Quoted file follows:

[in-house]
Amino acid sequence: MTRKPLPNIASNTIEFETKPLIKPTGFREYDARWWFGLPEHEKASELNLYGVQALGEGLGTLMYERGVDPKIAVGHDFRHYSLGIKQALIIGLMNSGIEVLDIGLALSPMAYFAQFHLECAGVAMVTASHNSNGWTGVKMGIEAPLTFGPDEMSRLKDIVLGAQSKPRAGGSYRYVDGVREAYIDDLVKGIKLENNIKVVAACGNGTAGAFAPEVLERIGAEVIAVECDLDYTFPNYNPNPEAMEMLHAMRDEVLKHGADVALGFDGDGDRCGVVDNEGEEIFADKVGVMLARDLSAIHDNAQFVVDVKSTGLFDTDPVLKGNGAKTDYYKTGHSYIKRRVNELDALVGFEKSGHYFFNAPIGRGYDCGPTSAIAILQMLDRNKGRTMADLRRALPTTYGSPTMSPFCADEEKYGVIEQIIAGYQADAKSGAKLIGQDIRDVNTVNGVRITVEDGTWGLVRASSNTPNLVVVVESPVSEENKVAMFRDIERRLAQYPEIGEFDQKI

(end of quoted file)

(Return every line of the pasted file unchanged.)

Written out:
[in-house]
Amino acid sequence: MTRKPLPNIASNTIEFETKPLIKPTGFREYDARWWFGLPEHEKASELNLYGVQALGEGLGTLMYERGVDPKIAVGHDFRHYSLGIKQALIIGLMNSGIEVLDIGLALSPMAYFAQFHLECAGVAMVTASHNSNGWTGVKMGIEAPLTFGPDEMSRLKDIVLGAQSKPRAGGSYRYVDGVREAYIDDLVKGIKLENNIKVVAACGNGTAGAFAPEVLERIGAEVIAVECDLDYTFPNYNPNPEAMEMLHAMRDEVLKHGADVALGFDGDGDRCGVVDNEGEEIFADKVGVMLARDLSAIHDNAQFVVDVKSTGLFDTDPVLKGNGAKTDYYKTGHSYIKRRVNELDALVGFEKSGHYFFNAPIGRGYDCGPTSAIAILQMLDRNKGRTMADLRRALPTTYGSPTMSPFCADEEKYGVIEQIIAGYQADAKSGAKLIGQDIRDVNTVNGVRITVEDGTWGLVRASSNTPNLVVVVESPVSEENKVAMFRDIERRLAQYPEIGEFDQKI